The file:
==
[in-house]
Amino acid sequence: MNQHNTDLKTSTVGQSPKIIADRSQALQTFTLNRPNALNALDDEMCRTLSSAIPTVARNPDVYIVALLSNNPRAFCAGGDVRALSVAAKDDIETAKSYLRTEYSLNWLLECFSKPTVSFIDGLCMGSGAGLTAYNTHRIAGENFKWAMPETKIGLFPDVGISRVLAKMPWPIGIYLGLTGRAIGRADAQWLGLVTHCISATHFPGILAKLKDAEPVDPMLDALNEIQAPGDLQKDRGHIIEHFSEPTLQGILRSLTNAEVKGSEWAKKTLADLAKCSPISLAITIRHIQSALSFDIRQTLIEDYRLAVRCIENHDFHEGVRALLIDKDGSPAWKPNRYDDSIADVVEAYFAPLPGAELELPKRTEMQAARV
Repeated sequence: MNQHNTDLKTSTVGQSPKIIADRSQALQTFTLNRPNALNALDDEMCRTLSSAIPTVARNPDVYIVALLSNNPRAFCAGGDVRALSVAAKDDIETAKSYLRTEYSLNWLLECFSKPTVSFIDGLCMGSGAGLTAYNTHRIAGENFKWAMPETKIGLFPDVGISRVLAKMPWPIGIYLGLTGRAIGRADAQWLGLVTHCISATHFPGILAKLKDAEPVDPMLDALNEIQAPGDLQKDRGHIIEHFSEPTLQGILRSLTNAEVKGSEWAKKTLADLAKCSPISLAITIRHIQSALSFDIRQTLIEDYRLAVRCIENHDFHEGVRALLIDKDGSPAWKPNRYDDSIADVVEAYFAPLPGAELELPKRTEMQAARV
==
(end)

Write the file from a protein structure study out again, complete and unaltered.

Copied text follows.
[in-house]
Amino acid sequence: MNQHNTDLKTSTVGQSPKIIADRSQALQTFTLNRPNALNALDDEMCRTLSSAIPTVARNPDVYIVALLSNNPRAFCAGGDVRALSVAAKDDIETAKSYLRTEYSLNWLLECFSKPTVSFIDGLCMGSGAGLTAYNTHRIAGENFKWAMPETKIGLFPDVGISRVLAKMPWPIGIYLGLTGRAIGRADAQWLGLVTHCISATHFPGILAKLKDAEPVDPMLDALNEIQAPGDLQKDRGHIIEHFSEPTLQGILRSLTNAEVKGSEWAKKTLADLAKCSPISLAITIRHIQSALSFDIRQTLIEDYRLAVRCIENHDFHEGVRALLIDKDGSPAWKPNRYDDSIADVVEAYFAPLPGAELELPKRTEMQAARV
Repeated sequence: MNQHNTDLKTSTVGQSPKIIADRSQALQTFTLNRPNALNALDDEMCRTLSSAIPTVARNPDVYIVALLSNNPRAFCAGGDVRALSVAAKDDIETAKSYLRTEYSLNWLLECFSKPTVSFIDGLCMGSGAGLTAYNTHRIAGENFKWAMPETKIGLFPDVGISRVLAKMPWPIGIYLGLTGRAIGRADAQWLGLVTHCISATHFPGILAKLKDAEPVDPMLDALNEIQAPGDLQKDRGHIIEHFSEPTLQGILRSLTNAEVKGSEWAKKTLADLAKCSPISLAITIRHIQSALSFDIRQTLIEDYRLAVRCIENHDFHEGVRALLIDKDGSPAWKPNRYDDSIADVVEAYFAPLPGAELELPKRTEMQAARV